In 1592 the tiny state of Pfalz-Zweibrücken became the first in the world to introduce compulsory schooling for boys and girls. Johann I, Count Palatinate of Pfalz Zweibrücken, the ruler who ordered this, died #Onthisday, August 12th, 1604 in Germersheim.
He was one of these innumerable little princes that litter the story of the Holy Roman empire in the 14th to 18th century. He inherited his small duchy through a division of his father’s estates. His inheritance was so poor, that for the first 8 years he could not even afford to live there. He had to lodge with his brother who he despised.
He had a deep interest in history, religion and education. In 1592 he followed Luther’s appeal for general schooling which he introduced for girls and boys. Württemberg had already introduced compulsory schooling in 1559, but only for boys. In 1593 he welcomed Hugenot immigrants from France who were fleeing religious persecution and civil war. Politically he engaged in regular disagreements with his brothers and neighbours, mainly over religious questions, which however did not result in military action.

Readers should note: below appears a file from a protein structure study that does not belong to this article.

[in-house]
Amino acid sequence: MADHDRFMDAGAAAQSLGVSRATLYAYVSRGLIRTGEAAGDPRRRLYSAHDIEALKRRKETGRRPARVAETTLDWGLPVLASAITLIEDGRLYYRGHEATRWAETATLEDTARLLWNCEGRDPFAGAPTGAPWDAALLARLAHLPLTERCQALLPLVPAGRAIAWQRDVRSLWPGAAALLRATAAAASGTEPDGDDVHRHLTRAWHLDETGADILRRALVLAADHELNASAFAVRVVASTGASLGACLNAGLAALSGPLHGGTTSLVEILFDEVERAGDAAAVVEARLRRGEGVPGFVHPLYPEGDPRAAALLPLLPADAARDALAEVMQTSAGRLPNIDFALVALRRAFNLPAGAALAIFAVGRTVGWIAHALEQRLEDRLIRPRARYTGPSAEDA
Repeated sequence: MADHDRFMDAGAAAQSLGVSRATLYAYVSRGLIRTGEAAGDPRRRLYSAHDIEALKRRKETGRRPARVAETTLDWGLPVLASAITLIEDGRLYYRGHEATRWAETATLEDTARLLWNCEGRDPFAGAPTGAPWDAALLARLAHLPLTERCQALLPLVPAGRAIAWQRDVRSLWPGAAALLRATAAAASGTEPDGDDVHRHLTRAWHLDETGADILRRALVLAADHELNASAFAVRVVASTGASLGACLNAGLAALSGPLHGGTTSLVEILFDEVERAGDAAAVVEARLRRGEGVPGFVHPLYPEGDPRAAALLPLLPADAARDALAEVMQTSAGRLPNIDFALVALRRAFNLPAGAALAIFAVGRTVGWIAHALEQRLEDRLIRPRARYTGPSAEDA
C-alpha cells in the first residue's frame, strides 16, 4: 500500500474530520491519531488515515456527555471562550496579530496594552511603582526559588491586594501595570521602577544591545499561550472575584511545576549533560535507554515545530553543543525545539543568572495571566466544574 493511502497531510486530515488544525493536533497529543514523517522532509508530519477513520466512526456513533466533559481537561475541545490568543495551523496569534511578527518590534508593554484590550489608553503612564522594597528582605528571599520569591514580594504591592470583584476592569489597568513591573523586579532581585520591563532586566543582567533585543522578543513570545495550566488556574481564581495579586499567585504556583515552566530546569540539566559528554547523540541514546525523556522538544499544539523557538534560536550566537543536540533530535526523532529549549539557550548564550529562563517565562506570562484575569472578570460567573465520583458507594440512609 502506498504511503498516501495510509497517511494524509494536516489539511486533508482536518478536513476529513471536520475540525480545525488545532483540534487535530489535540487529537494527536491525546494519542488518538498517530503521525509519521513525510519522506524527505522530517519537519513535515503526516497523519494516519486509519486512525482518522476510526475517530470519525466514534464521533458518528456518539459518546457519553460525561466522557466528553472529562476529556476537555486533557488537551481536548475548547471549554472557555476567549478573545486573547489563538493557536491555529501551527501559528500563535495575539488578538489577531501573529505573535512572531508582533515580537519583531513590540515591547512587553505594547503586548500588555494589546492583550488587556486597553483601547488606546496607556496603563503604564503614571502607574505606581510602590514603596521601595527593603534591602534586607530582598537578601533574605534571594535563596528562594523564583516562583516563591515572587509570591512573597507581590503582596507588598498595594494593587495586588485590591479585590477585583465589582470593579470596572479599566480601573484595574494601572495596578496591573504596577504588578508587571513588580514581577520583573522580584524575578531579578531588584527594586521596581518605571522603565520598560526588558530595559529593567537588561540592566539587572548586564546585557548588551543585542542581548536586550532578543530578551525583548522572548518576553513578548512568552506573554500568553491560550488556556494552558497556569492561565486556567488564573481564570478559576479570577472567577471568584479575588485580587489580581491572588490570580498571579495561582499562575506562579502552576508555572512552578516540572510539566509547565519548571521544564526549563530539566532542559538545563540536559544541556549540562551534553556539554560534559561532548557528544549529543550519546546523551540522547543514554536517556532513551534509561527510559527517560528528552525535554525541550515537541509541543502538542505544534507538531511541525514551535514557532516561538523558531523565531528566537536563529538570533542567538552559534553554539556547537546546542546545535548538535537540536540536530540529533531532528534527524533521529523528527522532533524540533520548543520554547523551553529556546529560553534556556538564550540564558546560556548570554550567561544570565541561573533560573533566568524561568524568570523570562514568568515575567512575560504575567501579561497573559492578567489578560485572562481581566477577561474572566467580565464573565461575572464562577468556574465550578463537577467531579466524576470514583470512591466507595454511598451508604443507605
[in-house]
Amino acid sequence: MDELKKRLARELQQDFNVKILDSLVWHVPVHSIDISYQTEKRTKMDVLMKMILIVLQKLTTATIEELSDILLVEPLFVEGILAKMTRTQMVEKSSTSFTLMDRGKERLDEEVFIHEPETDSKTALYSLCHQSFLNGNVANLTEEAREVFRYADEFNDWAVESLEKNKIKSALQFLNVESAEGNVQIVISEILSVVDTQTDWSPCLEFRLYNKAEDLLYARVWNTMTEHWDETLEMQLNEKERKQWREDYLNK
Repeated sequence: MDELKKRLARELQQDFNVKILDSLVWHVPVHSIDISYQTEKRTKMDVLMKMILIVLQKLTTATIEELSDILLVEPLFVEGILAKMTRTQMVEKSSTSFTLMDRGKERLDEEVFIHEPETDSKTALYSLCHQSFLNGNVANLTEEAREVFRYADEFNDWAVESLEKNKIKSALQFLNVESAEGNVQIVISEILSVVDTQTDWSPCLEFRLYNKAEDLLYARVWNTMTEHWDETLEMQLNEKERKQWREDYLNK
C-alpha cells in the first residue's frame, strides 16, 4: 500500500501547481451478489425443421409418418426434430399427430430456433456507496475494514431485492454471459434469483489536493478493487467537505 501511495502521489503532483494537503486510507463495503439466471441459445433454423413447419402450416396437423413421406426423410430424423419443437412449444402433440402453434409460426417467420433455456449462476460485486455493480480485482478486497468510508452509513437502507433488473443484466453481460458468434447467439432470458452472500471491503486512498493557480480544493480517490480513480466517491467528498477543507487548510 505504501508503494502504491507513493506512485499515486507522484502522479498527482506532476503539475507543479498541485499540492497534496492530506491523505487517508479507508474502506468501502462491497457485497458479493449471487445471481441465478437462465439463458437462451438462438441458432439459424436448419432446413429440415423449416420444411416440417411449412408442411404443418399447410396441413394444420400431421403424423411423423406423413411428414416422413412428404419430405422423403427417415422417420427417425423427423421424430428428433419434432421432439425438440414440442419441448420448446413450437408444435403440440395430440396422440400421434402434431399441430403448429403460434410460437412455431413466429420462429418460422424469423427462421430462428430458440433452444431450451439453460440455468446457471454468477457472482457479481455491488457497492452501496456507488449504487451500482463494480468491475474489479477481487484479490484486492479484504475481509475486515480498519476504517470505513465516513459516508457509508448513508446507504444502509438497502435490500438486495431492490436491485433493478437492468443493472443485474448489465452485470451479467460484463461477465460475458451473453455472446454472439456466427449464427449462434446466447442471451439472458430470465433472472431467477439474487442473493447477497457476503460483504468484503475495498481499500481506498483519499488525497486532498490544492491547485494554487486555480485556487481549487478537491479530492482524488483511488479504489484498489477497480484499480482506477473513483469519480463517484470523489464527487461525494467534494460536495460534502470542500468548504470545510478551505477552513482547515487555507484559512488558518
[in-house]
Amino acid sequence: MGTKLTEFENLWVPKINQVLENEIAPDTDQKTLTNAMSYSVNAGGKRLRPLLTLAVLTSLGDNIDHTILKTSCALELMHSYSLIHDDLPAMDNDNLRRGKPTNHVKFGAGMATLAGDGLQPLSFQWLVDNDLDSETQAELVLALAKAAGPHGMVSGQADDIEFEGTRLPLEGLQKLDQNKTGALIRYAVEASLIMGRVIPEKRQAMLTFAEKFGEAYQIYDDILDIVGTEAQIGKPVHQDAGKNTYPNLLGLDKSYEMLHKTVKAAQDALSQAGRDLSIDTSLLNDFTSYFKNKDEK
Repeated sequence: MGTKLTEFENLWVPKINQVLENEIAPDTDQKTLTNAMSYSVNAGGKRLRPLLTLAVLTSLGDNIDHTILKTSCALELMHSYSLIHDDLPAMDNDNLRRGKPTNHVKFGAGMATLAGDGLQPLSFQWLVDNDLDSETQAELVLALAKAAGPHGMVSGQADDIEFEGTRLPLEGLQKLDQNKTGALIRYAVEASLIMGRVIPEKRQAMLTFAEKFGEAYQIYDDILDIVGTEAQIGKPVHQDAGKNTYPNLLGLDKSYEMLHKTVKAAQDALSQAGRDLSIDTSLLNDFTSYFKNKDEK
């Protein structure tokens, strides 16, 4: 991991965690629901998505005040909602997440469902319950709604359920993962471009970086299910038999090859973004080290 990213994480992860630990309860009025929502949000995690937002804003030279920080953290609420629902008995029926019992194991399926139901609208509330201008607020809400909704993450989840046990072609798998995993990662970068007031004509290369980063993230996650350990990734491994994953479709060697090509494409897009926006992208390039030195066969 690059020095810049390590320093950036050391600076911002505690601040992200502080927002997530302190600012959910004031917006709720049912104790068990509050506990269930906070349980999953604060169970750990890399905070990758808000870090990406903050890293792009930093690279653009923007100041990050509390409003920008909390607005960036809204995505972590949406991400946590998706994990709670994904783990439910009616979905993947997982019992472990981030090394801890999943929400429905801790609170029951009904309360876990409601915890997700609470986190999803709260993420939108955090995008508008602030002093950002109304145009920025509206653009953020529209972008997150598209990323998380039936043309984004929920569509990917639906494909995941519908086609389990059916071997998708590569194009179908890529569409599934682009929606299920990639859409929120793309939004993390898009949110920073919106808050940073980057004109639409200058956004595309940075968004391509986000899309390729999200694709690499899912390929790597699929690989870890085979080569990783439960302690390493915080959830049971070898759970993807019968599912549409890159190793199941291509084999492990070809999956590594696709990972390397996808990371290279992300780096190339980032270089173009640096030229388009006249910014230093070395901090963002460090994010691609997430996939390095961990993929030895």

The House of Pfalz Zweibrücken by some coincidence would later provide the kings of Sweden, including the legendary Charles XII.
This little vignette shows both the weakness and the strength of the Holy Roman Empire. Yes, it created tiny essentially non-viable political entities that engaged in petty squabbling. However, it also provided a framework that allowed individual princes and cities to experiment with far reaching concepts like general schooling, religious freedom or a free press. The commonly held view is that these little princes suppressed their citizens, creating the famous German obedience to their betters. I am not sure this is true. Compared to their contemporaries in France or England, a 16th century German could escape religious or other persecution by simply moving across the nearby border. French and English objectors had to grin and bear it or go underground.
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